Explicit teaching of PE to maximise the value of movement

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What’s happening at the moment?

 

In recent times, it’s been widely broadcast that there is a decrease in students valuing lifelong movement in Australia. 

The key question is, ‘What is missing and how can we increase the impact of learning in PE?’ 

NSW Centre for Education Statistics and Evaluation (CESE) has provided a range of ‘What Works Best’ resources for teachers that highlights eight quality teaching practices that are known to support school improvement and enhance the learning outcomes of our students.  High expectations, effective teaching and feedback are what I believe are the three most important indicators for encouraging students to value movement in physical education. In this article, I will highlight the rationale for effective teaching on the transfer of learning using practical examples we have recently adopted. This highlights different ways that students can achieve movement based outcomes with confidence, success and the ability to think critically. In addition, I acknowledge the issues and challenges we face such as the increasing complexities based on individual learning plans, behaviour management, administration and of course the 4 letter word, TIME.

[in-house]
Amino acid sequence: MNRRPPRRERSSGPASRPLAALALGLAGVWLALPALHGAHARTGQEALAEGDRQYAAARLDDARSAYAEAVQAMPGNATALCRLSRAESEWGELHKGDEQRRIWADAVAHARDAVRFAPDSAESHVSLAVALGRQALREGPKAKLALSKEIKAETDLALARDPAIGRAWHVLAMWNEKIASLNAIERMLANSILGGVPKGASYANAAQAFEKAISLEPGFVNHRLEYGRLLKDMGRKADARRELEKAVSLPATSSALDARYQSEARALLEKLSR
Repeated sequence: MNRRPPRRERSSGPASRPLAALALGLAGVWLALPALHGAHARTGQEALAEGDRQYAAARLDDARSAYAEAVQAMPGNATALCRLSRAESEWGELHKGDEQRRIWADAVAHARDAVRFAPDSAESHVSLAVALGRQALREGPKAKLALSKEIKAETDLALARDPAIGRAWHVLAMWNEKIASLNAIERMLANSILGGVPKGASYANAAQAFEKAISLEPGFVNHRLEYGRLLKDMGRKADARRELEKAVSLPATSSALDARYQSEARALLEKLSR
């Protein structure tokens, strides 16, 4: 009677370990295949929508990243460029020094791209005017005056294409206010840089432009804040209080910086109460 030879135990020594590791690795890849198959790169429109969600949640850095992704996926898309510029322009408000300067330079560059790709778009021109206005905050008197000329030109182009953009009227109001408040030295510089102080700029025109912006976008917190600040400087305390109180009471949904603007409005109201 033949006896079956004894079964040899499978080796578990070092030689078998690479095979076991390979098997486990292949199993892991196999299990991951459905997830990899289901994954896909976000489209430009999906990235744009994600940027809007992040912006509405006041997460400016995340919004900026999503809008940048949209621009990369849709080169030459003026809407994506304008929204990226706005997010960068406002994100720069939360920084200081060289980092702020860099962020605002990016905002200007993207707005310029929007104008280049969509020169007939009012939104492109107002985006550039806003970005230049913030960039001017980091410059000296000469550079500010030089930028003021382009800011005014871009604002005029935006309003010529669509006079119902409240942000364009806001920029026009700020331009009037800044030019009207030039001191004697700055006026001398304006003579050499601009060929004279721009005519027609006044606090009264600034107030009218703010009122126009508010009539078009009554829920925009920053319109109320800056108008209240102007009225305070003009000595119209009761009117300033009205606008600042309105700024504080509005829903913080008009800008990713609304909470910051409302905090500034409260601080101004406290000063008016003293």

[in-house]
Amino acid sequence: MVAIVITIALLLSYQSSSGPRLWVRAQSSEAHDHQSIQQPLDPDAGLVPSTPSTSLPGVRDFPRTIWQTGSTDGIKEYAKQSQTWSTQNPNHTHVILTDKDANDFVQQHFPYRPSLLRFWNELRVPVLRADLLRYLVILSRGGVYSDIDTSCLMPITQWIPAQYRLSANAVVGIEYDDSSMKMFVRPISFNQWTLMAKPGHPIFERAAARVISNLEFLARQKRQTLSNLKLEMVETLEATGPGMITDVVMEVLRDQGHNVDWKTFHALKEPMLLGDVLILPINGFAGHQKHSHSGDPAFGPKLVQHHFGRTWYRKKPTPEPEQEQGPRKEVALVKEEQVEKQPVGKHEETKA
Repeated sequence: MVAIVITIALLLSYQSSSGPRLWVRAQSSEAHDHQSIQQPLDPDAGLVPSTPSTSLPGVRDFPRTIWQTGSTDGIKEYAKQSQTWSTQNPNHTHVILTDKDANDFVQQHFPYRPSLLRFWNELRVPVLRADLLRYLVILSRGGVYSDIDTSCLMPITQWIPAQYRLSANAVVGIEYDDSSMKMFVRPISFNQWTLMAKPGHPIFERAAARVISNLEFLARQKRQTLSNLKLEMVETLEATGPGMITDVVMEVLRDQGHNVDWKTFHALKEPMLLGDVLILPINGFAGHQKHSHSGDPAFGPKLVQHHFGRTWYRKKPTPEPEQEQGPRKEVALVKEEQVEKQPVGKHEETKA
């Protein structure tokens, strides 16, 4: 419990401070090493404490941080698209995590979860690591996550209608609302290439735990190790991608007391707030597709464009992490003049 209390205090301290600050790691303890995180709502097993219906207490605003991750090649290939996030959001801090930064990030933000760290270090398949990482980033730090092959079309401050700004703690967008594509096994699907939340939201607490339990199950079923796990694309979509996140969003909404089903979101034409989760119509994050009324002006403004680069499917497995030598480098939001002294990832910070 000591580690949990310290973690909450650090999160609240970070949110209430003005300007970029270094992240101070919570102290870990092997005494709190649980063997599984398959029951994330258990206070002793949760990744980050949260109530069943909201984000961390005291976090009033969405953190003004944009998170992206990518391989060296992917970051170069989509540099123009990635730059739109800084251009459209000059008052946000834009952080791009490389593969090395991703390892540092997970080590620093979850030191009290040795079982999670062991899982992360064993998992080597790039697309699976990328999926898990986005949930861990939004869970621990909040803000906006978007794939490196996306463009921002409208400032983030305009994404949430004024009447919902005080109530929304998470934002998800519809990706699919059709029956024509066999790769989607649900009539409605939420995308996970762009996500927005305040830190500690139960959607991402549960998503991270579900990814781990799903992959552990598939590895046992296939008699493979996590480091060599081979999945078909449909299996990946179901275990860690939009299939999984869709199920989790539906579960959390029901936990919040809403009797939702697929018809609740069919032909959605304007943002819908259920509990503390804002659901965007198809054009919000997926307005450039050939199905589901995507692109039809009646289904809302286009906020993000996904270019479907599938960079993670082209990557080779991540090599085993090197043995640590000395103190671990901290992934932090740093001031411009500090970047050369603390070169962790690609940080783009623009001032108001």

Explicit teaching in PE looks like ....

As teachers, we consistently unpack what success in lessons looks like for our students. For us, a typical PE lesson could look like:

  • A short summary of the concepts in the previous lesson (using prior knowledge such as tactics or movement skills and utilising them in this lesson)
  • Setting clear learning intentions for the lesson based on movement skills or student decision making, communication or strategy and tactics. (Personally, I have adopted a whiteboard with the learning goal, key points/summaries/diagrams to cater for visual learners in most of my lessons when audiovisual resources are not available)